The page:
Tim Finchem says that in spite of the economic downturn, the PGA Tour will do fine.
“If you’re a business in the United States, you’re going to experience a downturn every four of five years. That’s just the way it is,” Finchem told a small gathering of the press corps. “So you prepare for it in advance.
“We’ll take our hits. But hopefully those hits won’t be such to derail us from delivering the product we want to deliver and maintaining our charitable structure. Right now we’re going to stay the course.”
For now, the course looks good for 2009. Purses for the regular season, not including the four major tournaments, will be $222.9 million, up from $214.9 million in 2008. As well, the Tour did not lose any tournaments during the meat of its regular-season schedule. And most of the Tour’s events have sponsorship deals that expire after the 2010 season, while the television contracts run through 2012.
However, at the same time, he’s calling on Tour players to chip in and do more to help the Tournaments.
Finchem has sent a video to players and their agents asking them to consider adding tournaments they don’t typically play and to reach out to the sponsors when they are at tournaments, the Sports Business Journal reported.
Throughout the year, tour officials lobby players to consider various tournaments that might need help, but it is rare for Finchem to make the appeal himself.
“We’re asking every player to add a tournament or two to their historical schedule to assist the tournaments that historically have weak fields,” Finchem said in the video. “We have a lot of title sponsors this year that are up for renewal. We have to put our best foot forward in terms of presenting our competitions.”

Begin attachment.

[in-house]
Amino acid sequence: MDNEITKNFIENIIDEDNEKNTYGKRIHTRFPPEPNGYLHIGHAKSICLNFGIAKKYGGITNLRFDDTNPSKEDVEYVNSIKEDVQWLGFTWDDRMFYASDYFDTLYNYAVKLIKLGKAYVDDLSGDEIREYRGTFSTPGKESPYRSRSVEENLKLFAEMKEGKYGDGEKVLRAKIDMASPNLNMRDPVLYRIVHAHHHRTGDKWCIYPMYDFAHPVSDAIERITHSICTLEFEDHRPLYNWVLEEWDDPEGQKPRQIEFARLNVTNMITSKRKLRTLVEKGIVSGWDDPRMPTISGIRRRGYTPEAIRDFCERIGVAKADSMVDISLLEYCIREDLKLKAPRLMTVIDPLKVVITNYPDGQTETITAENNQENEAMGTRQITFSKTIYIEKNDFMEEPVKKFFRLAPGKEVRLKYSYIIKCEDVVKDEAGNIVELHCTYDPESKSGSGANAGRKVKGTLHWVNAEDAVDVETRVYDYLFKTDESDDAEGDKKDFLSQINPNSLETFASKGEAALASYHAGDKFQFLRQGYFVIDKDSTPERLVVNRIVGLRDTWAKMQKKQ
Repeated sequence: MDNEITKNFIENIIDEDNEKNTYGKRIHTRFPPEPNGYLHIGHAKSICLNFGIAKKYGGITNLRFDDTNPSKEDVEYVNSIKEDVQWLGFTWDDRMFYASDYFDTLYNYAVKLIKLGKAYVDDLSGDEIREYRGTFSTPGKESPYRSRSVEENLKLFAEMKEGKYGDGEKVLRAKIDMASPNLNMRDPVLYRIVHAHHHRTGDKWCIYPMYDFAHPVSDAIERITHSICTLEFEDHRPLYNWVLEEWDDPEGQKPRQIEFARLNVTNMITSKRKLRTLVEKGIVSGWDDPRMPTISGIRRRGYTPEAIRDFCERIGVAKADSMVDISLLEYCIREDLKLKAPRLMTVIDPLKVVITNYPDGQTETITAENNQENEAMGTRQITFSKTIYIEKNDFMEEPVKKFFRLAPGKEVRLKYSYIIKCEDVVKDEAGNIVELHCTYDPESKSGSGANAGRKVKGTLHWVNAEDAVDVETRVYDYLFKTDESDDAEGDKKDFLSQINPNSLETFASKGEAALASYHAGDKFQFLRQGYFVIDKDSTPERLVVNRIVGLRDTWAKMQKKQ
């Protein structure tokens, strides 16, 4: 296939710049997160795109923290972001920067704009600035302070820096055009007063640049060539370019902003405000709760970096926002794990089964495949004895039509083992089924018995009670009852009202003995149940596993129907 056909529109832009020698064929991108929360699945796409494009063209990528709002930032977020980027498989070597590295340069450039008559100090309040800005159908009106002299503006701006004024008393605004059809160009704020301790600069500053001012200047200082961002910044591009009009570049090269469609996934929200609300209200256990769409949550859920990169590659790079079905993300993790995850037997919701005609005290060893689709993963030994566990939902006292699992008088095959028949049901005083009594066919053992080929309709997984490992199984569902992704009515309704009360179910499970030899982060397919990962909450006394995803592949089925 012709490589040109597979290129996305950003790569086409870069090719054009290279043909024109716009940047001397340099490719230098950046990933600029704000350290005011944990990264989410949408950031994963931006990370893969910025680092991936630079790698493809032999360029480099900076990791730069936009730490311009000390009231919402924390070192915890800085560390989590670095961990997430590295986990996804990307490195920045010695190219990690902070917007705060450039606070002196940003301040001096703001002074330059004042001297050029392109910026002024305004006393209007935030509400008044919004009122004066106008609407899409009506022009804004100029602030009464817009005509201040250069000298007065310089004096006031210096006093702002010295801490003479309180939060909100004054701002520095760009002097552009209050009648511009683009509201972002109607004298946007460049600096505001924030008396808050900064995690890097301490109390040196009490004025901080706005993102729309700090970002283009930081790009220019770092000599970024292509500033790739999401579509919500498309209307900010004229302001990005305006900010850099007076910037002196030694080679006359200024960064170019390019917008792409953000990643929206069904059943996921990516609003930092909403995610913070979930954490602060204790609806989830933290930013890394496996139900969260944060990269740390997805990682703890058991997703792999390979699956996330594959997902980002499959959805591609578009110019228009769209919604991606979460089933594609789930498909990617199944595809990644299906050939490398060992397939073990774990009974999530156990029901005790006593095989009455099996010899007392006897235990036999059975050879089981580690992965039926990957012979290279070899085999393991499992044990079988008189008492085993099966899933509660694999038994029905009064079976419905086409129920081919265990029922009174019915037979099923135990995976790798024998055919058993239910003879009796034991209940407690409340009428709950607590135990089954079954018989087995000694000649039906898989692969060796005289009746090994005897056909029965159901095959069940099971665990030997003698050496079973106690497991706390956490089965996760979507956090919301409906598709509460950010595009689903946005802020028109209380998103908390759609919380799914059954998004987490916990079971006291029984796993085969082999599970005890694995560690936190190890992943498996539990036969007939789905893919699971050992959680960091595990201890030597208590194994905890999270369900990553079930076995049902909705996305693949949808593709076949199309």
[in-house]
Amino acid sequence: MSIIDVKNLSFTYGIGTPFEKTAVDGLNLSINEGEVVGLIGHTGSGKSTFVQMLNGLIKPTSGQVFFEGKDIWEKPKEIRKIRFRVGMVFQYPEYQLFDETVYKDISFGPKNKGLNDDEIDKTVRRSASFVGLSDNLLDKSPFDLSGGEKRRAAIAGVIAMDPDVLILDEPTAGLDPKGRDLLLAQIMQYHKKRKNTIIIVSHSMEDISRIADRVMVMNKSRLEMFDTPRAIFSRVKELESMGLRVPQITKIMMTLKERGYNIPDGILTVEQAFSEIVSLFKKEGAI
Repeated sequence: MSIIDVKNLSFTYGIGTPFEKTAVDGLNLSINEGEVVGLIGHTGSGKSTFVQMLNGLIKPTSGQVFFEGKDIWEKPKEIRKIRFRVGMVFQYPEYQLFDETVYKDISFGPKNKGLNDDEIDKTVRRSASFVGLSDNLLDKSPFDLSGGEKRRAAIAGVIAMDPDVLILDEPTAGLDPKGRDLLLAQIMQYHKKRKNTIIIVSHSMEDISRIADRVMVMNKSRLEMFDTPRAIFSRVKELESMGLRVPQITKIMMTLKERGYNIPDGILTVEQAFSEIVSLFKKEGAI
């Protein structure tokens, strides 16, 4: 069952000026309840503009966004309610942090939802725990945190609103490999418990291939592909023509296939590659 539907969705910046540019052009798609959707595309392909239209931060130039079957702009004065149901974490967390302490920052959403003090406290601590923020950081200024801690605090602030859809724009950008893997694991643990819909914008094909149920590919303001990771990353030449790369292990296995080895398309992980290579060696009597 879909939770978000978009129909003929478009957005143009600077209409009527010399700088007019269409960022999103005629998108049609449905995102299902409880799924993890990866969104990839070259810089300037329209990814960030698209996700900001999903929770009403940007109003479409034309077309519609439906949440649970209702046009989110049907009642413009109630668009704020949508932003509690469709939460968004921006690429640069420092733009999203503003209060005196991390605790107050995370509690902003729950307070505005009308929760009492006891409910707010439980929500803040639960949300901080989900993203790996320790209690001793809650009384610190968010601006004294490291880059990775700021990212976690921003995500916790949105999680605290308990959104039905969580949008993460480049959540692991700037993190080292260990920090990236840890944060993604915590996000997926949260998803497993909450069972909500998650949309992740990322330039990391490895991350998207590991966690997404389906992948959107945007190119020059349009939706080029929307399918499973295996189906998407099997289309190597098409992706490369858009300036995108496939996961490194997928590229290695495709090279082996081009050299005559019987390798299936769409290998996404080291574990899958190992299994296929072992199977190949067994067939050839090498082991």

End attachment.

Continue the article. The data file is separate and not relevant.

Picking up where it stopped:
I think this points out the economically suicidal tendency of the elite players to limit their playing time (Vijay excepted). By restricting themselves to a few tournaments—and to the same tournaments every year—golf’s elite weaken the entire PGA Tour structure.
Those second tier tournaments are important, if for no reason other than the upward pressure they exert on the tournaments above them. If the John Deere offers $756,000 to the winner, that puts pressure on “more prestigious” tournaments to offer up $900,00. Kill off those lower echelon events, and a more popular tournament like the Memorial won’t be under any pressure to offer the million dollar prize.
There also will be less competition for players in offering the perks they enjoy. If a lower division tournament offers free cars, massages and shopping trips for the wives, that forces the others to up the ante.
The sad thing is that the player who could offer the most help doesn’t appear to have any interest in doing so. Tiger has made it quite clear that he will never appear at some tournaments—and indeed, his contumacy has been blamed for the death of at least two events.
I’ve come to the conclusion that—like the LPGA—PGA Tour needs to require its members to play in tournaments at least once every four years.
The likely effect of that, though, will be to have Tiger leave the Tour. But then, I think he will do that fairly soon anyway. He will still make his billion playing in the Majors (none of which the PGA Tour controls) and on sponsors exemptions (who wouldn’t give him one). Tiger also will be able to increase the number of overseas tournaments where he’ll pick up fat appearance fees from the Chinese and Arabs.